Step Seven: Bringing Back Details / Drawing On Layer Mask

With your layer mask still selected in blue, we’re going to essentially draw back some detail by painting black on the areas we want to be more crisp and sharp. To do this, make sure of a few things. (01): Put your brush size to a size that will only draw on the areas you want sharpened. I’ve set mine to 25 pixels (02) Select the “Brush” tool (03) Be sure your paint color is black (04) Be sure your Opacity & Flow are 100% for more drama (05) You’ll see your drawing appear here and not on the photo itself if you’re drawing in the correct space, so be sure this is highlighted in blue!

Holding your mouse down as you draw, paint black over the areas that should be more crisp and clear. Things like her eyes, nostrils, mouth, eyebrows, jawline, etc — leaving the brunt of her skin untouched. I also like to, depending on my ultimate goal, paint the background and hair “black” as well to bring back their fine detail and make her skin pop even more. When you’re satisfied, you should have a glowy-skinned Amanda and see where you’ve drawn black in your wee little Palette window! From here, you can also raise or lower the “Opacity” of your top layer to bring back or tone down the glow effect even more. Once you’re happy, just be sure to flatten your image before you save it by going to “Layer > Flatten Image.”

It’s subtle but now we can see how much better Amanda’s skin looks!

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(NOTE: This post was part of a previous domain and comments were not migrated over.) It’s Thanksgiving here in the States and I don’t have much planned. We’re actually painting a spare bedroom and then eating obscene amounts of mashed potatoes and onion dip! 🙂 I live life on the edge, I know!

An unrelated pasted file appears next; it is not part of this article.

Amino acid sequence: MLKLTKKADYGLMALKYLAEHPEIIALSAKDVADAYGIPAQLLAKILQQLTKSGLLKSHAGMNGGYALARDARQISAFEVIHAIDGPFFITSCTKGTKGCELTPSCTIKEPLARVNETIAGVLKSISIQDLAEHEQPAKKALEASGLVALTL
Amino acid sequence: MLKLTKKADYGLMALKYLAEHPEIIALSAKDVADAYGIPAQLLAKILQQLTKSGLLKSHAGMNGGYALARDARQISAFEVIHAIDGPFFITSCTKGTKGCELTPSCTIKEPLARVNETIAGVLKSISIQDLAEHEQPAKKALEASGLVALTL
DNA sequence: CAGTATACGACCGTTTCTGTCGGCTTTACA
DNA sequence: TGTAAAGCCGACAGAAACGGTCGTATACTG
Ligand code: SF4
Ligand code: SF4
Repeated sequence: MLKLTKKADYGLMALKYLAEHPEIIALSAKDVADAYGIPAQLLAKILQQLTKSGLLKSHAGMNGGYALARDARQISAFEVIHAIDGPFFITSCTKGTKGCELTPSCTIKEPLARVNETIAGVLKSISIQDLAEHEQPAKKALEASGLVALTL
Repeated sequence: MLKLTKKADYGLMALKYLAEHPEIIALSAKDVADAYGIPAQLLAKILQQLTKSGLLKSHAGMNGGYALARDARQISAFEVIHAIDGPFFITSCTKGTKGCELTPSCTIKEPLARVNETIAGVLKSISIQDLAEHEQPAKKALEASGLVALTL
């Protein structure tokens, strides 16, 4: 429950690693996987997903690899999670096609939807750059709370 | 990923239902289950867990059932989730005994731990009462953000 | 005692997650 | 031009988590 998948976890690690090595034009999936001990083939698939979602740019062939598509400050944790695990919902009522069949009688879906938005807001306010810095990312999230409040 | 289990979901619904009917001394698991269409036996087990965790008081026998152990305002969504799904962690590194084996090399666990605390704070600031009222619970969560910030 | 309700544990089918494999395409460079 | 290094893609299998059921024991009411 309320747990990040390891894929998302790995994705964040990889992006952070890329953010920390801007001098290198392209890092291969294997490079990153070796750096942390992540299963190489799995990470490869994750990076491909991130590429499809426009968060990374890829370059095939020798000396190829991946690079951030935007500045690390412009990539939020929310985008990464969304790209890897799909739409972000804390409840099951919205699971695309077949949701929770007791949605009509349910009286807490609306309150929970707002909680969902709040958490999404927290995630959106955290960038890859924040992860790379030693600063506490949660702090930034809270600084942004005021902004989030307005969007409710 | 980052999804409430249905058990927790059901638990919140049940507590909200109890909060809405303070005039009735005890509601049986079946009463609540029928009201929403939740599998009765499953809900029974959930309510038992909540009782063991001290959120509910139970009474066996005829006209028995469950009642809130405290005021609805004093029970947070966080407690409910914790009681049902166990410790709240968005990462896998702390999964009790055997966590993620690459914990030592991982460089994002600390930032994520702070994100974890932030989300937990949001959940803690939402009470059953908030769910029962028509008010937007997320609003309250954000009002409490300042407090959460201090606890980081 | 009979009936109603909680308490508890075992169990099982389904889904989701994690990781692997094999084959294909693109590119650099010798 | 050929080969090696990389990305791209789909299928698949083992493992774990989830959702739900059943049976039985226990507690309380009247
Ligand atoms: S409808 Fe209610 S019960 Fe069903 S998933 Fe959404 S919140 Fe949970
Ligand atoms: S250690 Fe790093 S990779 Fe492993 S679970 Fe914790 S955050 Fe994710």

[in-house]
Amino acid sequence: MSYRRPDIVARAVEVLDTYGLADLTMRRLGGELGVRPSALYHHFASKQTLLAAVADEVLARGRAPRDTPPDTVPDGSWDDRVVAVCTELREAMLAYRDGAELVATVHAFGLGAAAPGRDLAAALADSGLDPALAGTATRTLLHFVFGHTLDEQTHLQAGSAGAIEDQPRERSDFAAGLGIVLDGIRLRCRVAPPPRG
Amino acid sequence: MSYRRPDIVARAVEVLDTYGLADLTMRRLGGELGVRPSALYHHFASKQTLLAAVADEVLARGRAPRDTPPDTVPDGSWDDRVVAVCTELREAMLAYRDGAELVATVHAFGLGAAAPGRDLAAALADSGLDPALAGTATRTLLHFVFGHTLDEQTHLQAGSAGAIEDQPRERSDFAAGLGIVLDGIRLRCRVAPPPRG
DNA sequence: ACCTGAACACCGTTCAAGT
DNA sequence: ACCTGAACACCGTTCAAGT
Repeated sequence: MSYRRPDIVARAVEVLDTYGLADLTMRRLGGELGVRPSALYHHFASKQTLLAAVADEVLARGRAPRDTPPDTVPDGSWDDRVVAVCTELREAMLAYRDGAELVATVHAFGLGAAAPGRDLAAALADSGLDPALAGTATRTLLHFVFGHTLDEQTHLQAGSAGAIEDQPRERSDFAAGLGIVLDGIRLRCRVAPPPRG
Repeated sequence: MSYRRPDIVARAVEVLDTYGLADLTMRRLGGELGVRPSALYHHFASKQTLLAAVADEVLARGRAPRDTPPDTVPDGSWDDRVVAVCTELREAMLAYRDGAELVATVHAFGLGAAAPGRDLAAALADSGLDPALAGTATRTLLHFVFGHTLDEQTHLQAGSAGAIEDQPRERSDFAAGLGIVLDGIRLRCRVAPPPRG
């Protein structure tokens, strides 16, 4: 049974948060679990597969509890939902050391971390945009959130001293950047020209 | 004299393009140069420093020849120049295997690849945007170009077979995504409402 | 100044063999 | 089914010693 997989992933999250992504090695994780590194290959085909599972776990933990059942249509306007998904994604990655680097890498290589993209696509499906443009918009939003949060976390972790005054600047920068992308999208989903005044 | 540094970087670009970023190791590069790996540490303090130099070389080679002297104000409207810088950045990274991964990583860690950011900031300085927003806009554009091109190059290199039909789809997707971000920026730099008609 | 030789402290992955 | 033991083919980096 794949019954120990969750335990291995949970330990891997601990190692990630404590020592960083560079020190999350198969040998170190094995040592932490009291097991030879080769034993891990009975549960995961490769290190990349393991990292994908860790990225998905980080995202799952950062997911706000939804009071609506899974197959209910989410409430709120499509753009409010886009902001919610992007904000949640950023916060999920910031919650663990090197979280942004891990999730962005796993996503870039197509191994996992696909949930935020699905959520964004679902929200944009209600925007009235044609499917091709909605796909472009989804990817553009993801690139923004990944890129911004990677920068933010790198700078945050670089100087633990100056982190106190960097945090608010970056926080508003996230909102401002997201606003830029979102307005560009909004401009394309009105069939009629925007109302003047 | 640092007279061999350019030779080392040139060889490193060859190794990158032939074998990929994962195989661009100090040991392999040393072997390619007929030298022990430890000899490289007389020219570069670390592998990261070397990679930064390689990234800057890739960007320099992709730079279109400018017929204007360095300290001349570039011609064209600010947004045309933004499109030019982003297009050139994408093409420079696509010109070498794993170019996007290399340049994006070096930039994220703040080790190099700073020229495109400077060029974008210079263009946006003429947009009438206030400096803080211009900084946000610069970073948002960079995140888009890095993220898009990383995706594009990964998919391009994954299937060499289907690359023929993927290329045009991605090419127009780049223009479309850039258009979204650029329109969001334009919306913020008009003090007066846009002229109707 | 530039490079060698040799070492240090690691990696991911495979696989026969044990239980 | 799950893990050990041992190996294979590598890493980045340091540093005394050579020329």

I was going to post all the things I’m thankful for this year, but I realized what might be MORE fun is to show you guys that I’m thankful for YOU with a really (lame) and simple first freebie! If you haven’t noticed, I’ve started framing my photos on here in a very easy little Polaroid-y border (without the fat bottom like traditional Polaroid images). If you’ve got Adobe Photoshop, you can nab my layered PSD image by clicking here and use it to frame your images as well! It’s set to frame 600×400 pixel images but feel free to adjust as needed!

01. To use this, simply open it up in Photoshop. You’ll see that the frame border layer is called, “Polaroid Border,” and it hovers above the “Background” layer.

02. Once you have your 600×400 image ready, just paste it into the file. You’ll notice it puts your image on top of both the “Polaroid Border” and “Background” layers.

03. To fix this, just use your mouse to select the “Polaroid Border” layer. Hold your mouse down to drag it above your image’s layer so that the “Polaroid Border” layer is first before anything else.

04. Now that it is showing as needed, go to your “File” drop down menu. Select the option called, “Flatten Image.” You should see that you’re left with just one layer. Good! 🙂 Now you can save as a .jpg and use your image like normal!

Hope you like it! 🙂 The only thing I ask is that you credit me on your site for it and only use it for personal use — no commercial uses, please!